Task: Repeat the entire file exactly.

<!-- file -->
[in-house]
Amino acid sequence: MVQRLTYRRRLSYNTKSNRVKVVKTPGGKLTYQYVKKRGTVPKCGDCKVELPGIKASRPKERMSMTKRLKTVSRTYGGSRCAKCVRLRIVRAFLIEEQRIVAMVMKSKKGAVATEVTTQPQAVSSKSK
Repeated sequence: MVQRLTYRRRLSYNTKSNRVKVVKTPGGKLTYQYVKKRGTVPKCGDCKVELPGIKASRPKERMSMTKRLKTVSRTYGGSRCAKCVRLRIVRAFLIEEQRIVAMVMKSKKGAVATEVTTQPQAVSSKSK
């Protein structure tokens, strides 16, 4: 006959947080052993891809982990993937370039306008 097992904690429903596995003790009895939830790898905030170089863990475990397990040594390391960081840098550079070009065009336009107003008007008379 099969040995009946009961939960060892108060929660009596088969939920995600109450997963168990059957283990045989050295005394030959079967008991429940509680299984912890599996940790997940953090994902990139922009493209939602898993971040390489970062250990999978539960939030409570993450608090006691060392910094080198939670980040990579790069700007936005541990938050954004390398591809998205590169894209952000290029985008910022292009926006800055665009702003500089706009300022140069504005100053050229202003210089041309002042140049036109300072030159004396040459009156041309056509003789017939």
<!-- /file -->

[in-house]
Amino acid sequence: MVQRLTYRRRLSYNTKSNRVKVVKTPGGKLTYQYVKKRGTVPKCGDCKVELPGIKASRPKERMSMTKRLKTVSRTYGGSRCAKCVRLRIVRAFLIEEQRIVAMVMKSKKGAVATEVTTQPQAVSSKSK
Repeated sequence: MVQRLTYRRRLSYNTKSNRVKVVKTPGGKLTYQYVKKRGTVPKCGDCKVELPGIKASRPKERMSMTKRLKTVSRTYGGSRCAKCVRLRIVRAFLIEEQRIVAMVMKSKKGAVATEVTTQPQAVSSKSK
């Protein structure tokens, strides 16, 4: 006959947080052993891809982990993937370039306008 097992904690429903596995003790009895939830790898905030170089863990475990397990040594390391960081840098550079070009065009336009107003008007008379 099969040995009946009961939960060892108060929660009596088969939920995600109450997963168990059957283990045989050295005394030959079967008991429940509680299984912890599996940790997940953090994902990139922009493209939602898993971040390489970062250990999978539960939030409570993450608090006691060392910094080198939670980040990579790069700007936005541990938050954004390398591809998205590169894209952000290029985008910022292009926006800055665009702003500089706009300022140069504005100053050229202003210089041309002042140049036109300072030159004396040459009156041309056509003789017939």